The lesson itself explains that main idea very well. I want to focus instead
on the results of forgiveness: the relief it brings to us. Forgiveness is "a
deep relief to those who offer it" (6:1). It wakens us from our own dreams.
Even if you don't understand all the Course theory behind forgiveness, when
you forgive, when you let go of your grievances against someone, you can
experience the lifting of a tremendous burden from your own heart. You may
not understand why that happens, but you can know that it is true. As the
lesson puts it: "You will begin to sense a lifting up, a lightening of
across your chest, a deep and certain feeling of relief" (16:3).
Forgiving is a very happy feeling. Why is that? Because, without realizing
it, when we condemn someone else for their sins we are secretly condemning
ourselves. By condemning another, I am saying, "Sin is real and deserves to
be punished." If I subscribe to that principle, then I must also believe
that when I sin, I too deserve to be punished. My form of "sin" may not be
the one I condemn in my brother; indeed, I may be accusing him, or her, of
something I think I would never do, and I imagine that because I am free
from that particular fault, somehow my condemnation of another will purchase
my salvation. But I have supported the principle that sin is real and
deserves punishment. Inevitably I know, deep within me, that I, too, have
"sinned" in some way. And if I have, I have nothing to hope for but
punishment. What I apply to my brother applies to me as well.
When we are tempted to condemn someone, the lesson advises us to ask
ourselves, "Would I accuse myself of doing this?" (9:3) or "Would I condemn
myself for doing this?" (15:3). The words "would I" are meant in the sense
of "do I want to?" The question is not "If I did what this person has done,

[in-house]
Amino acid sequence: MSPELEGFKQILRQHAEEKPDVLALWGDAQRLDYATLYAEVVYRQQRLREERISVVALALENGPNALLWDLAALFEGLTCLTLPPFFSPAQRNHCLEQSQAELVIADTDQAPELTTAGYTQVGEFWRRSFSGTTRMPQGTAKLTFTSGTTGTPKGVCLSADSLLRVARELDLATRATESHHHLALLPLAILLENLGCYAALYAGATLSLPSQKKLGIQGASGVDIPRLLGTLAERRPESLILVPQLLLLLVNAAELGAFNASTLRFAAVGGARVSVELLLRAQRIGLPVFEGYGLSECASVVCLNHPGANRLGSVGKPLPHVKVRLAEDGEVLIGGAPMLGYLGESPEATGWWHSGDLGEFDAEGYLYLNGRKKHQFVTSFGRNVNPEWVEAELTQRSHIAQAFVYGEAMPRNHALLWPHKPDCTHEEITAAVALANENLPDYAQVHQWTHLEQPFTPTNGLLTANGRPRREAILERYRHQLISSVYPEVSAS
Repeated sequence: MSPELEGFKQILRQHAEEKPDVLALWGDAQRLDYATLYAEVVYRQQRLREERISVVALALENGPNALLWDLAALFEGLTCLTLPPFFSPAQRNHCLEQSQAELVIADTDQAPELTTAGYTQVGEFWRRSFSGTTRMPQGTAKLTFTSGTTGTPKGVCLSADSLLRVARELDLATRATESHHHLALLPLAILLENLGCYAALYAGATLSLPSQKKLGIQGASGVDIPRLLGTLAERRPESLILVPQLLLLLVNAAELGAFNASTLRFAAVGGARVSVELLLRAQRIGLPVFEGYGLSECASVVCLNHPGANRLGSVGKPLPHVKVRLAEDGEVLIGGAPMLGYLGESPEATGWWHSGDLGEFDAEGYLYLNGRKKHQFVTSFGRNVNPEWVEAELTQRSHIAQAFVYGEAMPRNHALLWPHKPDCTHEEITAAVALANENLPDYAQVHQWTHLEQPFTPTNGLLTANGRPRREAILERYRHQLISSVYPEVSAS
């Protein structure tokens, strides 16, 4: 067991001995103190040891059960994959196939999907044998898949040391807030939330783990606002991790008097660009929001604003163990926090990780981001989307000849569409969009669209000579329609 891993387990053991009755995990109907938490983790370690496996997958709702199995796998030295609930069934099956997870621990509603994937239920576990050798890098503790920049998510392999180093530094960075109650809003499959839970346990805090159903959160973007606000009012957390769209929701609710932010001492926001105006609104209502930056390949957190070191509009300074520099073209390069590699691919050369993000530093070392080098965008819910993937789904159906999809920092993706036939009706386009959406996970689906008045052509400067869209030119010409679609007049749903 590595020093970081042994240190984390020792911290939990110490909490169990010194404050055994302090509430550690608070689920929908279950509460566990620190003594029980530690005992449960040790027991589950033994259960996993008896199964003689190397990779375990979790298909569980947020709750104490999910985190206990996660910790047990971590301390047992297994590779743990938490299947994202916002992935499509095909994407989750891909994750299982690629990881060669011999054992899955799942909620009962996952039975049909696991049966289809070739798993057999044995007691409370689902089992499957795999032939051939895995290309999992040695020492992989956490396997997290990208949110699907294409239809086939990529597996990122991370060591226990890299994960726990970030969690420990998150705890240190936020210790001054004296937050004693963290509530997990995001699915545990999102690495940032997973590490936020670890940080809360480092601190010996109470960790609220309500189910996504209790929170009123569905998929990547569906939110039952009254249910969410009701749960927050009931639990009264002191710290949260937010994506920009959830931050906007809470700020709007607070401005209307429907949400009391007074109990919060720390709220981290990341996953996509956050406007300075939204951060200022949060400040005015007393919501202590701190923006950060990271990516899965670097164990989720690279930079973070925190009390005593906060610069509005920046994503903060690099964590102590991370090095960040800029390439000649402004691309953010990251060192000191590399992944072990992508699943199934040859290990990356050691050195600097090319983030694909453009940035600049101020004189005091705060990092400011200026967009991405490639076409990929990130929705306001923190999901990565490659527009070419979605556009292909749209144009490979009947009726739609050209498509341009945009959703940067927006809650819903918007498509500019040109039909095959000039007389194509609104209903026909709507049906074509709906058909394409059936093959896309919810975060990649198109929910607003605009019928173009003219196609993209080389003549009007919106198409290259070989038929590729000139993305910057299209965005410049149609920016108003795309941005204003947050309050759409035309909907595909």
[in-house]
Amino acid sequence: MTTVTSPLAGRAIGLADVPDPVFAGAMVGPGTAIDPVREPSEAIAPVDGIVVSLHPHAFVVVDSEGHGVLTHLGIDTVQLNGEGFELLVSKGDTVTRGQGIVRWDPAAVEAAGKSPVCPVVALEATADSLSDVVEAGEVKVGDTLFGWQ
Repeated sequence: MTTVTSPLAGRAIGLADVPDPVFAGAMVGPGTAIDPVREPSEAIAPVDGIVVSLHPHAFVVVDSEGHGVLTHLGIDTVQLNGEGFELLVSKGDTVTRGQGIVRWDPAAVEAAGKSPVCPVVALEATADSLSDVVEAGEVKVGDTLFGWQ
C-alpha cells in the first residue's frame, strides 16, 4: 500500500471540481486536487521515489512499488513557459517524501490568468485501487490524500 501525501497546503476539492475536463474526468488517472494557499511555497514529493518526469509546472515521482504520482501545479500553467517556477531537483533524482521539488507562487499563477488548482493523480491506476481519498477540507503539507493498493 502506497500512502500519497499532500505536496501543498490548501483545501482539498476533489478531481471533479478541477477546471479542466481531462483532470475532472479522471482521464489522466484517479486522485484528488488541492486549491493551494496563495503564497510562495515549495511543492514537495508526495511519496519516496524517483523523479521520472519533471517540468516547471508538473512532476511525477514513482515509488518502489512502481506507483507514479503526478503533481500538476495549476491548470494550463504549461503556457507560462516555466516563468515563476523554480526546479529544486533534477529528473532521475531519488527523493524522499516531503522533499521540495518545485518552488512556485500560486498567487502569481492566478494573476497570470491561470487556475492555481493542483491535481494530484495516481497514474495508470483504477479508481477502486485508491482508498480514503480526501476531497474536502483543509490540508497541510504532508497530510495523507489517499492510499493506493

would I judge myself for it?" Because, if I am judging the other for it, I
definitely would judge myself if I did the same thing. We usually reserve
our sternest judgment for things we think we would never do, precisely
because we would condemn ourselves for doing them. When we read this
question, for instance, and think of a child molester, if we understand the
question incorrectly we may answer, "I certainly would condemn myself if I
What the question is really asking is, "Do I want to make sin real and
insist it must be punished? Because if I do, I am condemning myself to
punishment also." We are laying chains of imprisonment on ourselves when we
lay them on anyone (17:5; 16:4).
This is why releasing my brother from his chains brings relief to me. I am
liberating myself from the principle that "sin is real and must be punished"
when I liberate this other. And what a relief it is! The one who forgives,
and offers escape to this other, now sees that escape is possible for
himself as well:
He does not have to fight to save himself. He does not have to kill the
dragons which he thought pursued him. Nor need he erect the heavy walls of
stone and iron doors he thought would make him safe. He can remove the
ponderous and useless armor made to chain his mind to fear and misery. His
step is light, and as he lifts his foot to stride ahead a star is left
behind, to point the way to those who follow him. (12:1-5)
Forgiveness is a deep relief.
+ Commentary by Allen Watson
+ Practice Summary: Robert Perry